Worboys was also sentenced to “imprisonment for public protection.” This enabled the detention of criminals indefinitely after the expiry of their tariff. This was introduced by David Blunekett in the Criminal Justice Act 2003, and abolished by Kenneth Clarke in 2012. This abolition was not however retrospective. Many hundreds are still detained on  IPP sentences for many multiples of their original tariff. Lord Brown, an under-appreciated member of the UK Supreme Court described this as a terrible scourge.  We are (still) living in Philip K Dick’s nightmare, but without the benefit of the pre-cogs able to tell with near certainty who will commit crimes. It is a disgrace.

 

It is government policy to release IPP prisoners where the risks they pose are manageable. The parole board have decided that this is the case with Worboys.

 

For Which Crimes?

It is only acceptable to punish people for the crimes they have been proven to have committed. We cannot punish Worboys for crimes he has not yet committed, nor for crimes for which he has not been convicted.

 

Why was Worboys tried for so few crimes, when it is thought that he committed many more?

 

I do not know the answer to this important question. There are two possibilities.

 

The first is that there was insufficient evidence to secure a conviction for other offences. A successful claim was brought under the Human Rights Act against the Metropolitan police for their failure to investigate complaints of serious sexual assaults committed by Worboys. Although this is currently subject to an appeal before the Supreme Court, this concerns the scope of the legal duty owed, there is no doubt as to the shambolic nature of the police investigationa as a matter of fact.

 

The second is that it was decided not to be in the public interest, presumably on the basis that Worboys was subject to an indefinite sentence in any event. If this was the basis of the decision, in retrospect it appears mistaken.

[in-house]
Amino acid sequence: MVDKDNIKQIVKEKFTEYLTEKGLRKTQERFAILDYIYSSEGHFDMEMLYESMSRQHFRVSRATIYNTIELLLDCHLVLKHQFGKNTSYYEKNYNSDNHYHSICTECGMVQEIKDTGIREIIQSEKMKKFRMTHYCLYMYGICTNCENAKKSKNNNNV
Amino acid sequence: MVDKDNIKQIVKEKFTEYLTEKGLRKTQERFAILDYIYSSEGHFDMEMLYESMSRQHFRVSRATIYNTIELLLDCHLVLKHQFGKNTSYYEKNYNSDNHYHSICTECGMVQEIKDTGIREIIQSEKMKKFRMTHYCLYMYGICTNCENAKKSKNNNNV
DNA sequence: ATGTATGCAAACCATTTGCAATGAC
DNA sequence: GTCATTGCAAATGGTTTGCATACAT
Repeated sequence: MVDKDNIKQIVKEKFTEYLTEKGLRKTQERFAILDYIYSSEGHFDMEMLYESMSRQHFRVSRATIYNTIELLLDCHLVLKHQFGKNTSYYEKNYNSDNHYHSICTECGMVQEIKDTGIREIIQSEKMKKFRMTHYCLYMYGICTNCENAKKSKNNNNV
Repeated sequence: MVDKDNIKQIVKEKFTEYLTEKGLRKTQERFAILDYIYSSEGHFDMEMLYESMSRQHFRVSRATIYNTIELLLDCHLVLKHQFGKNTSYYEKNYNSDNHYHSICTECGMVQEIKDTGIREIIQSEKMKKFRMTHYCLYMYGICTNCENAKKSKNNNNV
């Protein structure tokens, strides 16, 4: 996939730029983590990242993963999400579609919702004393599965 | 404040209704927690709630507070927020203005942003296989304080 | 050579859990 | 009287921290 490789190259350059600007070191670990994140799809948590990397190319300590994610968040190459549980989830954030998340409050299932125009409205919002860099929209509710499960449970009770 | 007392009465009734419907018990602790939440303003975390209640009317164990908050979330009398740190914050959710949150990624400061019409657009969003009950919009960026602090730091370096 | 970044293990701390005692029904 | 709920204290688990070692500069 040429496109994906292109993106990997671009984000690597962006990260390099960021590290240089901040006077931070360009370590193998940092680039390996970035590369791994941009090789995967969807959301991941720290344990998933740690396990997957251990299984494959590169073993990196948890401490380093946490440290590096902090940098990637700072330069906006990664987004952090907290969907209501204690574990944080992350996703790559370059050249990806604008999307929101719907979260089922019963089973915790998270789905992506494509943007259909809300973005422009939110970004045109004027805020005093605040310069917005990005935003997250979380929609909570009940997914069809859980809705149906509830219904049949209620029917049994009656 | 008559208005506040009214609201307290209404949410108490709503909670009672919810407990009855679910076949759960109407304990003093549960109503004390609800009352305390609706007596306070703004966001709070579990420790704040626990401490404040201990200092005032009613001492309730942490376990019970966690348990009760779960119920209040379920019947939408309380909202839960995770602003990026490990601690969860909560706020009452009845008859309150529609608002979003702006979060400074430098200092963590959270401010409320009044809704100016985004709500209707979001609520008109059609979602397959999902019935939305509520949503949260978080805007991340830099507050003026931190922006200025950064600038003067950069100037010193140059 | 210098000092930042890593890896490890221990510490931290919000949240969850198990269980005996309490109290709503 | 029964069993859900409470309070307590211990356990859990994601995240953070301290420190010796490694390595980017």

Deterrence, Rehabilitation

If then it is impermissible to punish save as justified by the crime committed, how else can we protect the public, by deterring crime and rehabilitating offenders? We primarily try to deter crime by having a police force. We seek to monitor and rehabilitate offenders after release through a publicly funded probation service. The last is only widely appreciated when it is absent,  after someone who has been released goes on to commit another offence. So much easier to lock people up.

2 thoughts on “Why Punish?

  1. I remember my criminal law lecturer at Sussex, Heather Keating, giving a talk about the reasons for imprisonment, summing up with the proposition that retribution was the only truly valid reason to imprison people since the other reasons (rehabilitation, deterrence etc.) lacked supporting evidence.

    Some of my fellow classmates found that disturbing and possibly even a potential argument for the abolition of prison. I could be wrong, but I think Prof. Keating lent at least partly that way.

    I personally found it reassuring – retribution is a perfectly natural motive for imprisonment, an essential part of justice. We don’t imprison out of some mechanistic belief in a quantifiable effect, and if this were the only reason for imprisonment we would not do it. We imprison as it is the most civilised form of punishment that can still meet the natural, emotional drive for revenge upon those who commit harm.

  2. I find myself basically in agreement with spinninghugo – as I have one several other important issues in the past. He talks a lot of sense. But I would qualify what is said here in two respects. One is that retirbution is only fair if it is quantified by the standards current when the crime was committed. One is supposed to know the law – at least, ignorance is no excuse. So one knows how serious an act is, and should take that into account before committing it. But one cannot know how seriously that same act will be viewed in twenty years’ time. Changes in societal attitudes (e.g. to sexual offences, or to treason felony – see Lord Syen’s remarks in R. (Rusbridger) v. A-G [2004]) may warrant a more or less sever sentence for crimes committed after the change, but not for crimes committed before it and merely prosecuted after it.My other point is that some sentences have a long-term effect and the offence can recede into the distant past: prison sentences without parole and the death penalty are both open to this objection, because they allow (in one case) no chance of rehabilitation and in the other no credit for it. A sentence fully executed soon after the crime – such as short sharp shock prison sentences, or corporal punishment, – is preferable wherever it comes within the retribution parameters; and for offenders under 21 it almost always will.